To be sure, it’s unusual to have a “punch” line at the beginning of a story. But when you interview a former mixed martial arts (MMA) fighter, that’s only natural.
Sam Strayer, 45, is COO of the Newport Beach wellness and fitness clinic Nuzuna on Bristol Street in Newport Beach. He learned early that despite his enviable 25-3 record, frequent injuries and a meager income was not the kind of future that led to healthy living. His constant companions, namely bumps and bruises, sprains and strains, imprinted a strong message: Instead of always visiting physical therapists, why not become one.
It has been more than 20 years since Strayer, CEP (Clinical Exercise Physiologist) and MES (Medical Exercise Specialist), graduated from Cal State Long Beach with a BS degree in Exercise Physiology and Kinesiology. He’s had two decades of refining the techniques and technologies that help to make injured and health-afflicted patients as close to whole again as possible.
It’s hard to beat the basics of exercise and physical therapy, but Nuzuna has evolved a technology that is to fitness as the linear accelerator is to physics. In fact, Nuzuna calls it the “Re-engineering of Fitness,” through the use of a German-invented wetsuit-like garment called a Power Suit that coordinates programmable Electro Muscle Stimulation to those parts of one’s musculature that require special attention.
A trained therapist using a tablet-like communicator can wirelessly captain each client’s suit to maximize electro effects. Each client, however, indicates when the stimulation function is set at the right intensity for comfort and effect.
The suit can be worn while just sitting passively, or in coordination with an exercise regimen tailored to each individual. Strayer notes that two, 20-minute sessions of Power-Driven Training (PDT) are the equivalent to four-to-six hours in the gym. This, says Strayer, is why “we train quite a few corporate leaders, men and women who must look good, feel good and perform well” with too few hours in their work days. To a one, Strayer said, they all reported that they are more productive.
Sometimes the suit is actually smarter than the wearer, for it can sense when the wearer is dehydrated, muscle fatigued or suffering muscle imbalance. Simply put, the suit won’t “fire,” thereby markedly decreasing chances for injury or overwork.
“You can decrease the amount of time in the gym by increasing the stimulation of the muscles in a cohesive manner,” Strayer said, adding that “the major benefits are in the world of recovery and rehab.”
“This is a suit that changes people’s lives,” he stated. “Parkinson’s patients often can work more normally. Recently, a patient with cerebral palsy markedly increased his range of motion while he got stronger, the result being that he felt more normality.”
Another client, a retired Navy SEAL with more than a decade of service, commented that this suit would have been perfect in training, where these elite warriors suffered more injuries than in actual combat – testimony to the intensity of SEAL training and the preparation for their secret missions.
Scientific studies in Europe and the U.S. have shown that EMS oxygenates the blood, and stimulates red blood cell production, while it minimizes the need to strain the muscles with too heavy a load.
For example, if one were to normally lift 25 pounds, with the EMS suit on and “firing,” that weight could be markedly reduced, thereby lessening chances for injury.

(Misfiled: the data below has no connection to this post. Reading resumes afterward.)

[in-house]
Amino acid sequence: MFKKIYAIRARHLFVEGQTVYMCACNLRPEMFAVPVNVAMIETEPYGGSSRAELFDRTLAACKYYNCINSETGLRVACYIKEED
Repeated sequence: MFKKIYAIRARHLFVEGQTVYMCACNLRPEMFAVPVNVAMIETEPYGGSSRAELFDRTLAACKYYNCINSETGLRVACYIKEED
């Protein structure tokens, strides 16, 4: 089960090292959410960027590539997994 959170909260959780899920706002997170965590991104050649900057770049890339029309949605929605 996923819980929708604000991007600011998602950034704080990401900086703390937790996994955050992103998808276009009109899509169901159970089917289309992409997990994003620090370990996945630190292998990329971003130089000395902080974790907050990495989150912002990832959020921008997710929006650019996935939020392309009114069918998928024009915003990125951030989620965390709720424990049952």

“We don’t get sore from over training,” Strayer said. He emphasized that the suit is perfect for older people ages 45 and up.
“I have clients in their 80s and one who is 93, all of whom report that since starting EMS, they’ve been feeling stronger and sleeping better,” he noted.
Nuzuna’s PR rep is Kelly Bennett, who is first to admit that she doesn’t like to appear in the media, and she doesn’t particularly care for heavy exercise. She also confesses that she’s a little out of shape, despite the fact she walks her dog a couple of miles a day. She further reveals that learning about Nuzuna and EMS required that she at least try on the suit during a light session in their gym.
Now after six sessions, Bennett is well on her way to achieving the six-pack she has always admired, without the enervation most associate to the high-energy gym commercials saturating our TV screens.
This writer also tries to keep himself out of most articles, as well as in some kind of acceptable shape. However, because Bennett suggested that you can’t write about it ‘til you try it, I tried it. I thought that I would get to sit in a comfortable chair and sip a power drink, while the suit pulsed definition into my bod, although that modality is an option. Nope.
I squeezed into the suit, then trainer Joey O’Mara took it (me) from there. Into the well-equipped gym we marched, to start a 35-minute routine benefitting my age. Almost immediately, I felt the electrical inputs to the muscles that I was using, probably sparking tissue to move that I didn’t realize I had.
The time went by quickly, and I could immediately understand why Bennett enthused about this technique. I had been worked, but gently and clearly scientifically.
In a world of similarities and – in Newport – definite studio/gym redundancies, one must have that certain differentiation to survive and thrive. The unique, wire-free Electro Muscle Stimulation suit is one key difference between Nuzuna and the rest—in addition to former MMA champ Strayer, who knows really how to punch up the exercise heat if that’s what you want.
To learn more about and to experience EMS, contact Strayer or his very fit staff at www.nuzunafit.com.